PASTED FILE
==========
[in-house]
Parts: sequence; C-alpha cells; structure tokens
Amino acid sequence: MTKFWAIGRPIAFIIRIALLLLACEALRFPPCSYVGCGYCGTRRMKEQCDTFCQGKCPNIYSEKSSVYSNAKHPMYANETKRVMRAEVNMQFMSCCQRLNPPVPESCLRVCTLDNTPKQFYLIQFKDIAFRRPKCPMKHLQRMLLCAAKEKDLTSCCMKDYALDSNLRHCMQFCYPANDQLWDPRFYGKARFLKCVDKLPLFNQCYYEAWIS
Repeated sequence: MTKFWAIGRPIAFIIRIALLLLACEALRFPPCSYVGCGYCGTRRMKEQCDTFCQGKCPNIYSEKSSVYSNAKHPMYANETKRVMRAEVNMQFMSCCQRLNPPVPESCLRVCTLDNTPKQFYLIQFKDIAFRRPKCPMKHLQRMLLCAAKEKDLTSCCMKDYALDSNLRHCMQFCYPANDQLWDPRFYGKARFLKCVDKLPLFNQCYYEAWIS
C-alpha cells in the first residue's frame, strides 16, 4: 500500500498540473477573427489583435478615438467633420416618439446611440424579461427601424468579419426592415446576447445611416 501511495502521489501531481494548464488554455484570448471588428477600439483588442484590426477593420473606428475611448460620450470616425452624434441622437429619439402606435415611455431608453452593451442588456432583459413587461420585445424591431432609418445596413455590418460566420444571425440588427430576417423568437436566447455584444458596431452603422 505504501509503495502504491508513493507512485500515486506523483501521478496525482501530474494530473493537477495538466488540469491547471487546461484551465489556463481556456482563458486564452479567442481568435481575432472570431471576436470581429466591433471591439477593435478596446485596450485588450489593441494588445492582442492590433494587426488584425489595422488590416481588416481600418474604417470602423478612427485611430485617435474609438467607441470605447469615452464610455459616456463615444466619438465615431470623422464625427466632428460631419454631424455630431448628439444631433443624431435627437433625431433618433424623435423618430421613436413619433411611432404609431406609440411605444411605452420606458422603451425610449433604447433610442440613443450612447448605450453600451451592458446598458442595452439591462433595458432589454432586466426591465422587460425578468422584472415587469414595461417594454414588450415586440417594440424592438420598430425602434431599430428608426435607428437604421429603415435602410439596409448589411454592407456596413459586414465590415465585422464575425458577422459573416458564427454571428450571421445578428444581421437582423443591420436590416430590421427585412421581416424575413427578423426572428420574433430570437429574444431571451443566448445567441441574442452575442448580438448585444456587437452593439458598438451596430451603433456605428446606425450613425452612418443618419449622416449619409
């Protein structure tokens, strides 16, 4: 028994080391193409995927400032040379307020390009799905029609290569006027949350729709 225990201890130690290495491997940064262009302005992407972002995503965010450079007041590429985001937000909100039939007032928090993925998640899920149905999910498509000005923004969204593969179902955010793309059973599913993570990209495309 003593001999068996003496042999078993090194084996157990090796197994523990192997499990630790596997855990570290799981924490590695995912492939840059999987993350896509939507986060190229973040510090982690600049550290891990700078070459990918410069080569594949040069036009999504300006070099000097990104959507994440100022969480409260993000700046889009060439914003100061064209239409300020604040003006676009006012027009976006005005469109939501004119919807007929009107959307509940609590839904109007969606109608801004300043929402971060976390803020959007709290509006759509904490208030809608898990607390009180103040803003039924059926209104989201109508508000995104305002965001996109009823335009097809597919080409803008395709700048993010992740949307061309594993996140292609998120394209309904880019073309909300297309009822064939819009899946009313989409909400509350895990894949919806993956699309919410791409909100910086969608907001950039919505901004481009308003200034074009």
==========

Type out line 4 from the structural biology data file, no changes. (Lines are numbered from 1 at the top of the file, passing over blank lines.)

Repeated sequence: MTKFWAIGRPIAFIIRIALLLLACEALRFPPCSYVGCGYCGTRRMKEQCDTFCQGKCPNIYSEKSSVYSNAKHPMYANETKRVMRAEVNMQFMSCCQRLNPPVPESCLRVCTLDNTPKQFYLIQFKDIAFRRPKCPMKHLQRMLLCAAKEKDLTSCCMKDYALDSNLRHCMQFCYPANDQLWDPRFYGKARFLKCVDKLPLFNQCYYEAWIS